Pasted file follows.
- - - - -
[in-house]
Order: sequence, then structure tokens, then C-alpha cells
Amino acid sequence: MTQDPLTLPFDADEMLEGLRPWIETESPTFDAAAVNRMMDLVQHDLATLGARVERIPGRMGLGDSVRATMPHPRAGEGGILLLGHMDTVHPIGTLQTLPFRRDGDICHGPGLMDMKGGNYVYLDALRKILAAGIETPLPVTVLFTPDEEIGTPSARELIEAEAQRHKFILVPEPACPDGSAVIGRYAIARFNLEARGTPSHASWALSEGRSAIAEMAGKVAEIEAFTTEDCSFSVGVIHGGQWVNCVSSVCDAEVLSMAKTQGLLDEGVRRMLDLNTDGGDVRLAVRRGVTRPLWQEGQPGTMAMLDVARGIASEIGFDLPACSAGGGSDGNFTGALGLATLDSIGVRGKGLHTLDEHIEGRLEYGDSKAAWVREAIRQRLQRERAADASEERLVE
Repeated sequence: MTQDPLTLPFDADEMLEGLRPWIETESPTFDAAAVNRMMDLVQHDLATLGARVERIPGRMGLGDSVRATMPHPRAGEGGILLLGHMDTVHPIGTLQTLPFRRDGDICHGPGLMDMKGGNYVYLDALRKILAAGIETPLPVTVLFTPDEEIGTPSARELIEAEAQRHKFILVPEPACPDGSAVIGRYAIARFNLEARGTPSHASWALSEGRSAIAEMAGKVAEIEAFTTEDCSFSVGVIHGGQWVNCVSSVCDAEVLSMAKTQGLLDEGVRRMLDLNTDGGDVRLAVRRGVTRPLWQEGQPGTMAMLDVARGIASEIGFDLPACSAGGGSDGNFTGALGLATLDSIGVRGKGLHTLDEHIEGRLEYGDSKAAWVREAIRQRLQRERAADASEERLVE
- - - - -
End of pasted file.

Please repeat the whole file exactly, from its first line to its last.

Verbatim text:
[in-house]
Order: sequence, then structure tokens, then C-alpha cells
Amino acid sequence: MTQDPLTLPFDADEMLEGLRPWIETESPTFDAAAVNRMMDLVQHDLATLGARVERIPGRMGLGDSVRATMPHPRAGEGGILLLGHMDTVHPIGTLQTLPFRRDGDICHGPGLMDMKGGNYVYLDALRKILAAGIETPLPVTVLFTPDEEIGTPSARELIEAEAQRHKFILVPEPACPDGSAVIGRYAIARFNLEARGTPSHASWALSEGRSAIAEMAGKVAEIEAFTTEDCSFSVGVIHGGQWVNCVSSVCDAEVLSMAKTQGLLDEGVRRMLDLNTDGGDVRLAVRRGVTRPLWQEGQPGTMAMLDVARGIASEIGFDLPACSAGGGSDGNFTGALGLATLDSIGVRGKGLHTLDEHIEGRLEYGDSKAAWVREAIRQRLQRERAADASEERLVE
Repeated sequence: MTQDPLTLPFDADEMLEGLRPWIETESPTFDAAAVNRMMDLVQHDLATLGARVERIPGRMGLGDSVRATMPHPRAGEGGILLLGHMDTVHPIGTLQTLPFRRDGDICHGPGLMDMKGGNYVYLDALRKILAAGIETPLPVTVLFTPDEEIGTPSARELIEAEAQRHKFILVPEPACPDGSAVIGRYAIARFNLEARGTPSHASWALSEGRSAIAEMAGKVAEIEAFTTEDCSFSVGVIHGGQWVNCVSSVCDAEVLSMAKTQGLLDEGVRRMLDLNTDGGDVRLAVRRGVTRPLWQEGQPGTMAMLDVARGIASEIGFDLPACSAGGGSDGNFTGALGLATLDSIGVRGKGLHTLDEHIEGRLEYGDSKAAWVREAIRQRLQRERAADASEERLVE